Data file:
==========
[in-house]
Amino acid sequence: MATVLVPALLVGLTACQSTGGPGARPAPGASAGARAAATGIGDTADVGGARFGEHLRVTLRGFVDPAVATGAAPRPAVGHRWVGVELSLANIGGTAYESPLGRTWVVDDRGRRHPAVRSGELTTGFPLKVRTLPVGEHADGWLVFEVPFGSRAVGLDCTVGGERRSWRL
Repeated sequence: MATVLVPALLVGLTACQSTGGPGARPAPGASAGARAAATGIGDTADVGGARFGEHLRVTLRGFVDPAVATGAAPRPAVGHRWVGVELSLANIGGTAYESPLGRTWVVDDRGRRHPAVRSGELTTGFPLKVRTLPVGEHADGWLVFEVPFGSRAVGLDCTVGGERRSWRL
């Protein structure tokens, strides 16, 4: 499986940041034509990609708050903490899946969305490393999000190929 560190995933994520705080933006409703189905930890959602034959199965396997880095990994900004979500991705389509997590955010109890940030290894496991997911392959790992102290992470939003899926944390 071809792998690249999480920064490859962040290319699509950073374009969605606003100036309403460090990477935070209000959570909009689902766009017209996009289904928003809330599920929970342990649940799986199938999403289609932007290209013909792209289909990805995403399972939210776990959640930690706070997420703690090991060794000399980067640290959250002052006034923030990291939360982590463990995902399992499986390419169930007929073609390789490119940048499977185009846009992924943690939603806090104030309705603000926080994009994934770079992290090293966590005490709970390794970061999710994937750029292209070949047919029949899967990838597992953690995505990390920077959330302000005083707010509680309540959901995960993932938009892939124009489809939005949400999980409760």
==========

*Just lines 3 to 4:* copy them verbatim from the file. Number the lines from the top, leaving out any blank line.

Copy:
Repeated sequence: MATVLVPALLVGLTACQSTGGPGARPAPGASAGARAAATGIGDTADVGGARFGEHLRVTLRGFVDPAVATGAAPRPAVGHRWVGVELSLANIGGTAYESPLGRTWVVDDRGRRHPAVRSGELTTGFPLKVRTLPVGEHADGWLVFEVPFGSRAVGLDCTVGGERRSWRL
């Protein structure tokens, strides 16, 4: 499986940041034509990609708050903490899946969305490393999000190929 560190995933994520705080933006409703189905930890959602034959199965396997880095990994900004979500991705389509997590955010109890940030290894496991997911392959790992102290992470939003899926944390 071809792998690249999480920064490859962040290319699509950073374009969605606003100036309403460090990477935070209000959570909009689902766009017209996009289904928003809330599920929970342990649940799986199938999403289609932007290209013909792209289909990805995403399972939210776990959640930690706070997420703690090991060794000399980067640290959250002052006034923030990291939360982590463990995902399992499986390419169930007929073609390789490119940048499977185009846009992924943690939603806090104030309705603000926080994009994934770079992290090293966590005490709970390794970061999710994937750029292209070949047919029949899967990838597992953690995505990390920077959330302000005083707010509680309540959901995960993932938009892939124009489809939005949400999980409760």